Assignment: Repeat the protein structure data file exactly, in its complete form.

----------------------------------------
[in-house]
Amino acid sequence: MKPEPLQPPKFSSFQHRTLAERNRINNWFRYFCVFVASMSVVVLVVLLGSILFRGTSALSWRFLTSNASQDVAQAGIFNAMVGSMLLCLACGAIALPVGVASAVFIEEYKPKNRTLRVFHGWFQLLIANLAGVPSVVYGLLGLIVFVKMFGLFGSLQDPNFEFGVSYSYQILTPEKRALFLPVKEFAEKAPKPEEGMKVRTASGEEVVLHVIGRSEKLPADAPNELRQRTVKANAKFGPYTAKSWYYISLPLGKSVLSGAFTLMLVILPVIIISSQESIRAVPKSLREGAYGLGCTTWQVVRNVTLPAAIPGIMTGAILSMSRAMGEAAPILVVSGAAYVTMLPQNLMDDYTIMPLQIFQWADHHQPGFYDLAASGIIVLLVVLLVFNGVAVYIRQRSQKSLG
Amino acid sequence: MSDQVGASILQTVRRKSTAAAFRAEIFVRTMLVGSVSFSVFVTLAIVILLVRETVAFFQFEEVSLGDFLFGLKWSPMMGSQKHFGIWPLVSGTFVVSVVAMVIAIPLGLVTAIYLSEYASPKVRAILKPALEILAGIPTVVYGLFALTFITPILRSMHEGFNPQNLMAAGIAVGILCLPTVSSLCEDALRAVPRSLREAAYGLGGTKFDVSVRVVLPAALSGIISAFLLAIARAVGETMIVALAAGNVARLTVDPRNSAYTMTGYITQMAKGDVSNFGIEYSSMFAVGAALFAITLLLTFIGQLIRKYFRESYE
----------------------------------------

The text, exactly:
[in-house]
Amino acid sequence: MKPEPLQPPKFSSFQHRTLAERNRINNWFRYFCVFVASMSVVVLVVLLGSILFRGTSALSWRFLTSNASQDVAQAGIFNAMVGSMLLCLACGAIALPVGVASAVFIEEYKPKNRTLRVFHGWFQLLIANLAGVPSVVYGLLGLIVFVKMFGLFGSLQDPNFEFGVSYSYQILTPEKRALFLPVKEFAEKAPKPEEGMKVRTASGEEVVLHVIGRSEKLPADAPNELRQRTVKANAKFGPYTAKSWYYISLPLGKSVLSGAFTLMLVILPVIIISSQESIRAVPKSLREGAYGLGCTTWQVVRNVTLPAAIPGIMTGAILSMSRAMGEAAPILVVSGAAYVTMLPQNLMDDYTIMPLQIFQWADHHQPGFYDLAASGIIVLLVVLLVFNGVAVYIRQRSQKSLG
Amino acid sequence: MSDQVGASILQTVRRKSTAAAFRAEIFVRTMLVGSVSFSVFVTLAIVILLVRETVAFFQFEEVSLGDFLFGLKWSPMMGSQKHFGIWPLVSGTFVVSVVAMVIAIPLGLVTAIYLSEYASPKVRAILKPALEILAGIPTVVYGLFALTFITPILRSMHEGFNPQNLMAAGIAVGILCLPTVSSLCEDALRAVPRSLREAAYGLGGTKFDVSVRVVLPAALSGIISAFLLAIARAVGETMIVALAAGNVARLTVDPRNSAYTMTGYITQMAKGDVSNFGIEYSSMFAVGAALFAITLLLTFIGQLIRKYFRESYE